Q: Which of your series was easier to write?
A: The Hitchhiker Strain, all the way. Even putting my own spin on things, the zombie apocalypse has pre-determined rules that everyone more or less follows, and even if you vary from those, you’re still establishing your own rules that you need to write within. In Wonderland, there are really no rules. Sometimes that means you can write yourself into a corner and than take a ridiculous route to get your characters to safety, and it works, but you also have to pick through a million different possibilities to get there. It has also been trickier to outline and plot for my three main characters, plus Alice, and have all of their lives intersect like they’re supposed to.
Q: If you could work with any author who would it be?
A: I would love to work with any of my top five—Bishop, Briggs, Vincent and Vaughn. And Richelle Mead, whose name doesn’t quite fit with the other four. For most of these authors, it was their urban fantasy series that I feel in love with, rather than YA, but there is still no question I could learn a lot from any of these women.
Q: What do you consider to be your best accomplishment?
A: So far, I’d actually say Patchwork Press. My writing partner and I started up a small “author-powered publisher” for independent authors. Writing and publishing can be a very solitary experience, so we started up Patchwork Press to combine the freedom of indie publishing with the benefits of traditional publishing. We all still make the final decisions about our own titles, but we also have a team of people backing us up, who can can call on for advise and who believe in what we’re doing. It has been fantastic so far!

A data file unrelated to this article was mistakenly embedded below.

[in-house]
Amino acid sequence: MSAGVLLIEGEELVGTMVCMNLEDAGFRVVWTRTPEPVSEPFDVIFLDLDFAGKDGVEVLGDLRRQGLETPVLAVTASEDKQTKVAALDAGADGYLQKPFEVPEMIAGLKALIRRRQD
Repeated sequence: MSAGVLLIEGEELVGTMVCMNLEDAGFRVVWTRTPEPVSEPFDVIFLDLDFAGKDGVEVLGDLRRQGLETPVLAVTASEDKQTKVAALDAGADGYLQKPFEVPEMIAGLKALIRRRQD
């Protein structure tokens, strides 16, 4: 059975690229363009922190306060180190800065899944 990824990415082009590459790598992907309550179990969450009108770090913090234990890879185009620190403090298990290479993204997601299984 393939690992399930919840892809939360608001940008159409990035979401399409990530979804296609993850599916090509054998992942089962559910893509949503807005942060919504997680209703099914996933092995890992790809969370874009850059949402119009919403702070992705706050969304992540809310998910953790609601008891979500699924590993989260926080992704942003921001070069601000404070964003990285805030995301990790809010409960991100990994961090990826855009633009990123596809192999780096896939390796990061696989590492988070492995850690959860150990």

Q: How many hours a day do you write?
A: Not enough. This summer was supposed to be all about writing, and I haven’t done nearly enough. Life just kept making other plans. Right now, I usually write 500-2000 words, two or three days a week. I’m hoping to get up to 1000+ words, six days a week.
Q: Do you have any MUST HAVE snacks or drinks for when you are in writing mode?
A: For me, it’s all about the tea. I am a David’s Tea addict. I’ve never been much of a caffeine person, but when your options for black tea are “Red Velvet Cake” and “Toasted Marshmellow”, it’s impossible to say no.
Q: What suggestions do you have for new authors?
A: Believe you can do it. The publishing industry is changing, and there are a lot of new doors opening up. If you’re willing to put in the work, you can absolutely live your dreams.
Q: What fun things have you been doing this summer?
A: The highlight of this summer for me was definitely my trip to New York for BEA! I met so many fantastic people and it was just wonderful. I also spent a week at my family’s cottage, catching up on reading. And well, writing… which is always fun!